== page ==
“Probably the most intense part was trying to create recipes somewhat on the fly,” Johnson says.
As soon as the ingredient was revealed — cucumbers — and the clock began ticking, the former UNC wrestler’s competitive drive and composure kicked in.
“I grabbed the salmon and once that knife went through the salmon it was like ‘game on,’ ” he says.
His years at Marriott — moving from Vail to San Francisco to Santa Clara, with promotions along the way — taught him how to cook fast.
His team didn’t win the competition, but Johnson feels they “did a fantastic job” and should have won. “The guys we were up against had been on the set time and time again so they knew their way around. I’m working on going back again.”
He credits his TV credentials for being named executive chef at Seattle’s iconic restaurant Ray’s Boathouse following his appearance on the show.
“I wasn’t looking, that’s for sure. They just knocked on the door,” he says of Ray’s, where he’s in charge of serving 400-500 lunches a day in the cafe and guests in the specialty boathouse restaurant at night.
“I think there’s probably more to come [from being on the show],” says Johnson, who’s also been invited to perform cooking demos on Caribbean cruises.
Mike Manning, The Real World: Appeared on Real World D.C., a show that doesn’t have a competitive format, from January to April 2010. Graduated from UNC in 2009 with a Business degree. Photos courtesy of MTV. www.mikecmanning.com
Mike Manning, MTV’s The Real World
Mike Manning was in the home stretch of earning his business degree in 2009 when a fellow student asked if he’d be the “wingman” in his audition for The Real World.
Manning had done some theater, so his friend sought useful audition advice.
“I wasn’t going to audition,” Manning says.
“They called me into the room, and I chatted it up with the casting director. That led to another session and another session. I had never even watched the show before I was on it. I didn’t know what I was getting myself into.”
Manning was among the eight strangers chosen to live together in Real World D.C. The non-competitive show is a social experiment to see what unfolds in the housemates’ lives. It aired from January to April 2010.
Manning’s nascent political career — he was involved with Students in Free Enterprise and other UNC school groups — blossomed on The Real World.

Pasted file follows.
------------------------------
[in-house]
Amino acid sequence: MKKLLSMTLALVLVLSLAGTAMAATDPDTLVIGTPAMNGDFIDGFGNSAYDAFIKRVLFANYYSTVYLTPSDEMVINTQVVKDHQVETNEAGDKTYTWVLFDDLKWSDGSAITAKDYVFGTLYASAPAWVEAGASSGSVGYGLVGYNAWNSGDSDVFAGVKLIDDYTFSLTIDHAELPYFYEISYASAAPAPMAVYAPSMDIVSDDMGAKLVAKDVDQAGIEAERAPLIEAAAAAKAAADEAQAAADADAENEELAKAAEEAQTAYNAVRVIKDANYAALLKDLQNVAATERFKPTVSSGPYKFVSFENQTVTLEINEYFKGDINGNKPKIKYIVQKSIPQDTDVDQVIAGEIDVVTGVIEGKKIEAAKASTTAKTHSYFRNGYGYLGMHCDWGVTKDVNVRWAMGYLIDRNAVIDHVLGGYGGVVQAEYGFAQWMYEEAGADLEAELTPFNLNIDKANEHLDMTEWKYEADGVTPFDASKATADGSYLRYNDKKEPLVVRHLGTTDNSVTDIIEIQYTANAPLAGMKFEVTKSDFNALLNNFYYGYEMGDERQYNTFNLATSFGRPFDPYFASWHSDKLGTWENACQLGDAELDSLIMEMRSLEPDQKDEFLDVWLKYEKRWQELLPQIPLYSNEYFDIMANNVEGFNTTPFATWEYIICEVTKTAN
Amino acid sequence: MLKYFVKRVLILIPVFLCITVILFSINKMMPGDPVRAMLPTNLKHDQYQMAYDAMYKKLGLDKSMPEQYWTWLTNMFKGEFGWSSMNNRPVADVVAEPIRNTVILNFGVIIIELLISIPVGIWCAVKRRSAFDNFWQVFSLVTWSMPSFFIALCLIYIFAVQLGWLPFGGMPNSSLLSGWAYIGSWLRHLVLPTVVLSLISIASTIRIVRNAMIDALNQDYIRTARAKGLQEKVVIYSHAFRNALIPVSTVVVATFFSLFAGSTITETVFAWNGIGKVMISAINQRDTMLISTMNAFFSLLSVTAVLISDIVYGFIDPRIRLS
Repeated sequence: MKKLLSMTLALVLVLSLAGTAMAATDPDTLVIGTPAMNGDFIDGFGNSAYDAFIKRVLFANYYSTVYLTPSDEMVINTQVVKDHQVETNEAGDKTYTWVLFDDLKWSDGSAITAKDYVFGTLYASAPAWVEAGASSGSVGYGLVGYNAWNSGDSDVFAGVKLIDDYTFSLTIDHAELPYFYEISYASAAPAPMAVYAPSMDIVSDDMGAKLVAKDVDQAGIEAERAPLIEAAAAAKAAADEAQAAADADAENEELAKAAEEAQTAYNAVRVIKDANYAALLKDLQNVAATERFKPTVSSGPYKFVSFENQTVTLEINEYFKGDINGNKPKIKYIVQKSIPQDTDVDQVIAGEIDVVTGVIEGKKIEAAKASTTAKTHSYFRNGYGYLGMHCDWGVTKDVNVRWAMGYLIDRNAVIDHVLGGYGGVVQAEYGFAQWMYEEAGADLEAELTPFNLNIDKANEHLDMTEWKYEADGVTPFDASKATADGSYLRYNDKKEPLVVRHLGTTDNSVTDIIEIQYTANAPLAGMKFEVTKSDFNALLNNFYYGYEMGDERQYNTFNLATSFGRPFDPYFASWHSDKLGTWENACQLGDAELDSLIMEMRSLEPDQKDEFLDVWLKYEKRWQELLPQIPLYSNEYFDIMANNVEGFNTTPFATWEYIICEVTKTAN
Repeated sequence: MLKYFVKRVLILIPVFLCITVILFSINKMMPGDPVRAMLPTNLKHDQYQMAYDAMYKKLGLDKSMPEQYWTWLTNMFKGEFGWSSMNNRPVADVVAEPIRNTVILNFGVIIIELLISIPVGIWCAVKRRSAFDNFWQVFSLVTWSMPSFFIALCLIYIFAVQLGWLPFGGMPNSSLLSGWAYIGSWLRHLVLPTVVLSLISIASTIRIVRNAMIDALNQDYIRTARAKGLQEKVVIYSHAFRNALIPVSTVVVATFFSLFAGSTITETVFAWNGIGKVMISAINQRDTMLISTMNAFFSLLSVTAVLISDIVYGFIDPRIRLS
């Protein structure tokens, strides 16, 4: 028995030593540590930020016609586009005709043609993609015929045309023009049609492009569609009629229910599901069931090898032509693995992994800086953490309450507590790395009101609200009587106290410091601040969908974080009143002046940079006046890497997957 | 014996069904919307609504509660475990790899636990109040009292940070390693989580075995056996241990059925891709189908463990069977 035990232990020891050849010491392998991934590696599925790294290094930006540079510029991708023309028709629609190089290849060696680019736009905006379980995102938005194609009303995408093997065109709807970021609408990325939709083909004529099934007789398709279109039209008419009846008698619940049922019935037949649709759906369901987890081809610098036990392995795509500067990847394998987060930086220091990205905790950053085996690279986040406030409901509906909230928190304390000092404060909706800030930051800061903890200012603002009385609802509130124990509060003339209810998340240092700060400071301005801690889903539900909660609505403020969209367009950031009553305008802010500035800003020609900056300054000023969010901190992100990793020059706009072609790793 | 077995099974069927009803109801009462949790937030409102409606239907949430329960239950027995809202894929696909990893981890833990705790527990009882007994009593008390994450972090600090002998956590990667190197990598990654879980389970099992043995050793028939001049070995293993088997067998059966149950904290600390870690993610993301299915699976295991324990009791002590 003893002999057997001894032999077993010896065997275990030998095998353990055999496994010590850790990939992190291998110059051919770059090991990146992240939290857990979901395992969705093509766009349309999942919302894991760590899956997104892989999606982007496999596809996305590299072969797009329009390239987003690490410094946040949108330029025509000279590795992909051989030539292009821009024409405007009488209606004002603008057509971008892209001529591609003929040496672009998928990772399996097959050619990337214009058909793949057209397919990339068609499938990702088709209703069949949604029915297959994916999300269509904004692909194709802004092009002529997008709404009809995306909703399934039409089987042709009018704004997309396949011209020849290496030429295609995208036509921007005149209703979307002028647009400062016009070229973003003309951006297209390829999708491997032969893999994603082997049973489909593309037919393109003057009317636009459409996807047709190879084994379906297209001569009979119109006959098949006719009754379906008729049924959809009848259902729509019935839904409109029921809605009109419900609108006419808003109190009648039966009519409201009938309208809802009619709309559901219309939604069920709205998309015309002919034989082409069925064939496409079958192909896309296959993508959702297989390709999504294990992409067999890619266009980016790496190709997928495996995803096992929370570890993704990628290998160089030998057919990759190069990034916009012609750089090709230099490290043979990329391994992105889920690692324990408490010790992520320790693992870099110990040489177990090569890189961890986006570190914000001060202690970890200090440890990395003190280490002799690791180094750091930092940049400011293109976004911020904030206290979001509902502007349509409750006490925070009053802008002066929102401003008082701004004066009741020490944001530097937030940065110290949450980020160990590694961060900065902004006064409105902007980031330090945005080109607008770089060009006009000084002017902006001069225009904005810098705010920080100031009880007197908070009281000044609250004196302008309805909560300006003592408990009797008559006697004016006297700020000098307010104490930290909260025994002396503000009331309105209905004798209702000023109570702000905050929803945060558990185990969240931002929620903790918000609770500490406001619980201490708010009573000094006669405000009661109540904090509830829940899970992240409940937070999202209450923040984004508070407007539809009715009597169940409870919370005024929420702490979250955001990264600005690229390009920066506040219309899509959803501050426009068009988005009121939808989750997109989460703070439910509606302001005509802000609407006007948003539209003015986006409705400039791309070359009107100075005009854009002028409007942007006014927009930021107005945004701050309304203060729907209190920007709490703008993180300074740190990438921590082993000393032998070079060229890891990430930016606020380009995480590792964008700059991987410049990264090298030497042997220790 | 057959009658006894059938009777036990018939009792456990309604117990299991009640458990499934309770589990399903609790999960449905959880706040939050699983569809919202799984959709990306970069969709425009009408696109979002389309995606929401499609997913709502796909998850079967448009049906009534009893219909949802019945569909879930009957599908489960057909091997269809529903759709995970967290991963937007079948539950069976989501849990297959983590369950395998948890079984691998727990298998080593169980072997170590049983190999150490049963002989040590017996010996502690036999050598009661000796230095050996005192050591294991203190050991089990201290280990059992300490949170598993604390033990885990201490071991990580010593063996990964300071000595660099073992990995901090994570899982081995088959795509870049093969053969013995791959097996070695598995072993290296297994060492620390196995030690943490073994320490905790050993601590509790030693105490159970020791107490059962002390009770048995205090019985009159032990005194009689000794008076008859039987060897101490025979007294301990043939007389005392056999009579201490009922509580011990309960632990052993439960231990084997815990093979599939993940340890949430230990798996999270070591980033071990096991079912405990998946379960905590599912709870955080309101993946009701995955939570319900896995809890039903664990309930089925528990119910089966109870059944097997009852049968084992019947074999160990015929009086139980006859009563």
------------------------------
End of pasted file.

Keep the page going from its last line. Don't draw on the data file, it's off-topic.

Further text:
“I ended up working for the Human Rights Campaign,” he says. “I lobbied Congress for equal rights for people. That was kind of my shtick.”
Manning still isn’t a fan of the reality circuit.
“They film you all day,” he says. “No cell phone. No radio. No TV. It’s very, very intrusive.”
But he acknowledges it opened doors. A working actor in Los Angeles, Manning will appear in three independently produced movies this year.
“It made me realize I could have a career in front of a camera,” he says. “If it were not for this show, I’d probably still be in Colorado. … working in a bank, because that’s what I studied.”
Cassidie Sheets, Sweet Home Alabama: Appeared in fall 2011 on Sweet Home Alabama. Made it until the sixth episode of eight. Graduated from UNC in 2010 with a degree in journalism and mass communications. Photos courtesy of CMT. www.cassidiesheets.com
Cassidie Sheets, CMT’s Sweet Home Alabama
Like Manning, Cassidie Sheets’ reality TV experience was born out of a random conversation with another UNC student.
“It was more or less a fluke encounter,” she says. “My roommate and I were up one night watching an episode of The Bachelor when
she thought it would be a good idea to enter my name in The Bachelor online application.”
Not expecting a response, Sheets got an email requesting a video audition. She sent a video and was soon invited to audition for a different show, Sweet Home Alabama.
She had never seen the show, so she watched episodes online from Season I. The premise is grouping 11 girls from the city with 11 from the country in hopes that one of them ends up being selected “the girl” for the country boy from Alabama — in this case, Tribble Reese, former quarterback at Clemson University.
“Honestly, my expectations of actually finding someone that I had a connection with were slim to none,” Sheets says. “Shortly after we began filming I realized that I was in for an unexpected ride. My feelings for Tribble were strong, and we ended up having a good connection.”
Sheets lasted on the show until episode six of eight. Only four girls were left on the night she was sent home.
“I wasn’t by any means expecting this experience to skyrocket my career,” she says. “However, I have been blessed with opportunities that I know I wouldn’t have had if it weren’t for being on the show.”
Sheets earns her living as a social media and public relations specialist in San Diego. She also runs her own fashion blog, Sa-vor, which she started in 2008, and she appears in fashion segments on TV news stations.
She says she’d love to appear on another show.
“It is such a unique experience and really enables you to form relationships with people that you might not otherwise,” Sheets says. NV
—Chris Casey is a Denver freelance writer.